The daily lowdown on books, publishing, and the occasional author behaving badly.
According to the AP, a memoir out next month from Robert Bork, the solicitor general under President Nixon, claims that Nixon promised him the next open spot on the Supreme Court after Bork fired Watergate prosecutor Archibald Cox in 1973's "Saturday Night Massacre." Bork, who died last December, was ultimately nominated to the High Court by President Reagan in 1987. But he was rejected by the Senate — after hearings that "marked the modern battle lines over judicial nominations," as NPR's Nina Totenberg has said.
Martha Graham Cracker, a legendary Philadelphia drag performer (whose costumes, incidentally, are very Seussian), became a subject of controversy this week after she was asked — and then uninvited — by an afterschool program to read Dr. Seuss to children for National Read Across America Day. A local church will host her instead.
English actor and probable vampire Russell Brand is working on another revelatory "Booky Wook," which will delve into his marriage to singer Katy Perry. What exactly is wrong with just calling it a "book"?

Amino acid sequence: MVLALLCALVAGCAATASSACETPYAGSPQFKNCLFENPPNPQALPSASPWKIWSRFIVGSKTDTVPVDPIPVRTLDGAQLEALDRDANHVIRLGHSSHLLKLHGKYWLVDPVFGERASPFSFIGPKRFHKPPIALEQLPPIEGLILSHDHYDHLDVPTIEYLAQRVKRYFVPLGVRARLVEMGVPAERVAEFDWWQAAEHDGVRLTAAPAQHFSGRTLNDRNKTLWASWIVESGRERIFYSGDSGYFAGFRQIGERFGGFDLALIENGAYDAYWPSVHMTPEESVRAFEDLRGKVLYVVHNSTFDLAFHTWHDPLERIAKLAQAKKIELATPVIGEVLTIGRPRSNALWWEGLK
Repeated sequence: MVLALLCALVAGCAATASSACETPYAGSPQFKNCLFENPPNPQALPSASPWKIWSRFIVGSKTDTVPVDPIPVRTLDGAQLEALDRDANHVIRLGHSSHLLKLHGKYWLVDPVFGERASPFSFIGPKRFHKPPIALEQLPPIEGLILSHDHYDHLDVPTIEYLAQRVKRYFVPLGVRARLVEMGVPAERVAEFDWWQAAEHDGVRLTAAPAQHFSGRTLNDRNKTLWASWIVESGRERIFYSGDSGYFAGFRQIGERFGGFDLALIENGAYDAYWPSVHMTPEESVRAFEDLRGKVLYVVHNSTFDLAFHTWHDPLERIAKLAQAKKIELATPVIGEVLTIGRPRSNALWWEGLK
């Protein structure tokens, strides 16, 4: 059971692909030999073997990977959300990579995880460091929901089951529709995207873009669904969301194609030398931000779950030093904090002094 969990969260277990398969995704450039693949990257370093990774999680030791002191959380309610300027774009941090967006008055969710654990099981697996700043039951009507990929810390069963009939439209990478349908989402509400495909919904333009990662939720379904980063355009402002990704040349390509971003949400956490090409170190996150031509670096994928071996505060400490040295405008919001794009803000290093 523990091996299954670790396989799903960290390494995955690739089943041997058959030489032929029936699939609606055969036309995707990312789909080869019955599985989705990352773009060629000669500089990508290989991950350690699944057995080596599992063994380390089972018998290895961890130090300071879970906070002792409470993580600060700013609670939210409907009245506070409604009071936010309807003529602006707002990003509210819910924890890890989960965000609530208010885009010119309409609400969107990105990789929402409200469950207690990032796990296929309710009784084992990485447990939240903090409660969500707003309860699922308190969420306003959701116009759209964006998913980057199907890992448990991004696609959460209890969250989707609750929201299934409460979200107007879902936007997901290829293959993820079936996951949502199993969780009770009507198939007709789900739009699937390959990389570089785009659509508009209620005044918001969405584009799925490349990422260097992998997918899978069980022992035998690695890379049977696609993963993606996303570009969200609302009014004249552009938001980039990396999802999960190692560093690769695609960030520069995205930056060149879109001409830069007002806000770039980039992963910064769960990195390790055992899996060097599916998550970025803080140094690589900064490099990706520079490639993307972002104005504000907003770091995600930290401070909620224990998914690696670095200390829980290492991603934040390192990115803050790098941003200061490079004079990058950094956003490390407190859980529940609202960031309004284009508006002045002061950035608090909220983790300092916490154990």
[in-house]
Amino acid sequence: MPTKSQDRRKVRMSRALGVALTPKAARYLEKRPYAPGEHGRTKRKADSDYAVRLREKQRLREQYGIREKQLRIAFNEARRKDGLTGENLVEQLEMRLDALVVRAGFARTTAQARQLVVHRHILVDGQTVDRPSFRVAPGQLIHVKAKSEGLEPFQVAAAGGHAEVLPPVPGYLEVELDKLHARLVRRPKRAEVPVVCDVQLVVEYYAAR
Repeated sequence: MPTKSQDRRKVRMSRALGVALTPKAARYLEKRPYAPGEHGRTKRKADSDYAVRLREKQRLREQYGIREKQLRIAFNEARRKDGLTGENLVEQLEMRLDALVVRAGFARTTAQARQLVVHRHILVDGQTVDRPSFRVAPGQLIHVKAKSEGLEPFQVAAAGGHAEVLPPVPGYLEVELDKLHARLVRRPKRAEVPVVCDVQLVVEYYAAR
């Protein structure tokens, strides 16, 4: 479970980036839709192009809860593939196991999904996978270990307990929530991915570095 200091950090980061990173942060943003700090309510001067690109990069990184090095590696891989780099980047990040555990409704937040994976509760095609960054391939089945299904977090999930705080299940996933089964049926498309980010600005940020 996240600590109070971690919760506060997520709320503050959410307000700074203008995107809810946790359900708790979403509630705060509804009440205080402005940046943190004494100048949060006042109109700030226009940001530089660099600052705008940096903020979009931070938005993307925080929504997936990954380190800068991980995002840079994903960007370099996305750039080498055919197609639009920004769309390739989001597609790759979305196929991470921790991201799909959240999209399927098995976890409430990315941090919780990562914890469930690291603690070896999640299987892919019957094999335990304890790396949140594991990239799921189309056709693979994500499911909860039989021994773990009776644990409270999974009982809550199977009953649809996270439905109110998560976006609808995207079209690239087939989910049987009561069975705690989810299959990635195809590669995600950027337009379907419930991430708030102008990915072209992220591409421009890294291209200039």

Writer (and former NPR NewsPoet) Paisley Rekdal won the $10,000 Rilke Prize for her book of poems, Animal Eye.
Vampires in the Lemon Groveauthor Karen Russell on missing the word "Hallelujah" during Lent in an interview with author Claire Vaye Watkins: "I was raised Catholic and one of my favorite times of year was right after Lent, Easter Sunday, when you can say 'Hallelujah' again. I don't know if any other kid felt the famine of Hallelujahs."
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Known as a charming and witty man in private, Bork, who died Wednesday, was dour and humorless in his Senate confirmation hearings, and his answers seemed to play into the stereotype liberals painted of a man who cared little for the public. His Senate rejection changed the way future nominees have testified.